I am out for a run one day, on a Friday – an activity and a day of the week which remain permanently pregnant with memory – and I am overcome with a realization. My tattoo was seared into the skin and I cannot find an easy way to remove it – a cover up would be nearly impossible and contemplating laser removal felt like another layer of failure. It seemed there is no way to unmake this mark on my skin and it is stifling. In a similar way, I felt like the energy of rape had been seared into my soul and after many years, I was still quite challenged to release it. Although I had always been dedicated my nonlinear healing process and letting go of expectations or destinations – in a moment’s flash, I realize that despite my intentions, the fantastical dream of out-running the embodied memory of rape had its grip on me. My unconscious desire for a different ending, to finally “move on”, to “get over it” – had been well shrouded beneath relentless self-care and daily activism. This awakening startles me. I drop my hands onto bent knees and my body goes numb from the sharpness of my longing. I still wanted a different end. A deep part of me still hadn’t accepted that there was no going back. My coping styles of self-care and service for other survivors had buffered me from having to face my own impossible wish to close the chapter of rape and be done. The physical tattoo made my emotional pain feel more permanent.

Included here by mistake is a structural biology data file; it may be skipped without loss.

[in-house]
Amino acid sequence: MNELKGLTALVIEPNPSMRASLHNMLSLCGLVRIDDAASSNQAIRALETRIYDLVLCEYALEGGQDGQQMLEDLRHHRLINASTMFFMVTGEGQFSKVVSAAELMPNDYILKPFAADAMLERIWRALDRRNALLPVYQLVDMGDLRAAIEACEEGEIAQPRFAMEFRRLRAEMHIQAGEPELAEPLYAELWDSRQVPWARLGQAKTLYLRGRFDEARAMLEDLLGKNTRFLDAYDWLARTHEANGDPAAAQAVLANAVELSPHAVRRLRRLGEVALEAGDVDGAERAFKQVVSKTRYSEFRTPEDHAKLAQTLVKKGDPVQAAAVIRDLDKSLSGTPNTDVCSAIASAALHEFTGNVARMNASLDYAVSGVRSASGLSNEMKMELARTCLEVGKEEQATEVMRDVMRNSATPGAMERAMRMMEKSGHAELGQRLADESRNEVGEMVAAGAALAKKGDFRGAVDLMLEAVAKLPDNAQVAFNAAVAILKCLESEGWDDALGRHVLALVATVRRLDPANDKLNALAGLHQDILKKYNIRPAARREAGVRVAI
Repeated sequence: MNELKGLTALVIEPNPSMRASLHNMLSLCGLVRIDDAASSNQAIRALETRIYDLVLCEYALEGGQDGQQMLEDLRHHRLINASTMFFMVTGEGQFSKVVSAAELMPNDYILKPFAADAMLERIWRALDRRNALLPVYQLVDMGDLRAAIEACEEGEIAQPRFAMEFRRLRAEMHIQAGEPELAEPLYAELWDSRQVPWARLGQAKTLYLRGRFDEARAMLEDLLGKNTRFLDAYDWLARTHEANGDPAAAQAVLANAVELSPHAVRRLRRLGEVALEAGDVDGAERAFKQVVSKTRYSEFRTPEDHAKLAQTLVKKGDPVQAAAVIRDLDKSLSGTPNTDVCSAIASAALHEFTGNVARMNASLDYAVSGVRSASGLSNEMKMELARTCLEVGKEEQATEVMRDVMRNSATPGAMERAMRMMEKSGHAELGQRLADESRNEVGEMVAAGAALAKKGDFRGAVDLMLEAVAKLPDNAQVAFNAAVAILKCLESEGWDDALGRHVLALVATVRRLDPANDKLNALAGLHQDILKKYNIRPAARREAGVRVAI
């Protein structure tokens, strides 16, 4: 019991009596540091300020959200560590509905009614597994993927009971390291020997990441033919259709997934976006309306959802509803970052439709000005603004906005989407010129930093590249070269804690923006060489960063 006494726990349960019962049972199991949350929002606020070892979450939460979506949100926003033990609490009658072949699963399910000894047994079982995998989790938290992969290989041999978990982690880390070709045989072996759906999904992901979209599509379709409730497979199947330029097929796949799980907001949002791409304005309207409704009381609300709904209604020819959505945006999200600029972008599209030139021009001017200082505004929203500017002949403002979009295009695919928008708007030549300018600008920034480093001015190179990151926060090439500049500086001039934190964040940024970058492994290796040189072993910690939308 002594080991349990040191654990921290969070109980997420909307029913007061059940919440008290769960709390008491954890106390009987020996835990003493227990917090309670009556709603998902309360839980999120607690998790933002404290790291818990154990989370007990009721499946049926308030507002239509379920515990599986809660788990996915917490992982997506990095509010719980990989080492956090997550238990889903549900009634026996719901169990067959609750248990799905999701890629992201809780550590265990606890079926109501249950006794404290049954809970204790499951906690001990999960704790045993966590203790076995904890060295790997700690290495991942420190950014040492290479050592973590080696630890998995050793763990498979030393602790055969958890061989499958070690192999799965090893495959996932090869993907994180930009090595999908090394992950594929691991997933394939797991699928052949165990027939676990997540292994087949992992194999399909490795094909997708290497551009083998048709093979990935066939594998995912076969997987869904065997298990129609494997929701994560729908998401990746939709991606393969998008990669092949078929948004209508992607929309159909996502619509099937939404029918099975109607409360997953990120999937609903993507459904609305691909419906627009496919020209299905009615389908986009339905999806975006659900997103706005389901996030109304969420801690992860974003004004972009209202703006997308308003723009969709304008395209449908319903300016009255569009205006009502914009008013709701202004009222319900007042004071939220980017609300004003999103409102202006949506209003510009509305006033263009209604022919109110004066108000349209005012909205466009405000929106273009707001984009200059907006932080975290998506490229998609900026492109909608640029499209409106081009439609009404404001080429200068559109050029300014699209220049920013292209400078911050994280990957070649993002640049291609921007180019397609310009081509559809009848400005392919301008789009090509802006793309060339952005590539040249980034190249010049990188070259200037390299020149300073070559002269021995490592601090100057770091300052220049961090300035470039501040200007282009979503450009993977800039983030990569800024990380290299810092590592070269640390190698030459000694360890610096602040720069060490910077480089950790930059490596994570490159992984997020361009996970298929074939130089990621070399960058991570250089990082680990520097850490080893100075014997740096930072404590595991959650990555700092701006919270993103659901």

Even if I could cover the tattoo with a new image, the shadow of the original tattoo would whisper through – a faded yet still haunting impression. In a similar way, I could engage in every healing practice one could find, and perhaps never quite fully erase the nature of my grief. Yet, I have not given up on my daily efforts to work for my recovery, despite knowing that this quest to heal may accompany me through the entirety of my life, and that wherever it is I am going in my healing holds no promise of a clear completion. There is no guarantee that the pain of rape won’t be there at my side on my life’s last day, and still I try – to feel better, to feel more, to keep feeling through all the different channels of my body and with the support of countless forms of healing arts. My healing practice has given me glimpses of the landscape beyond pain and a notion of timelessness that can contain the many questions life has yet to answer. Practice has gifted me a map to come back into presence when I drift into the overwhelming loss of my past or press myself forward into a paralyzing anxiousness about the unknown.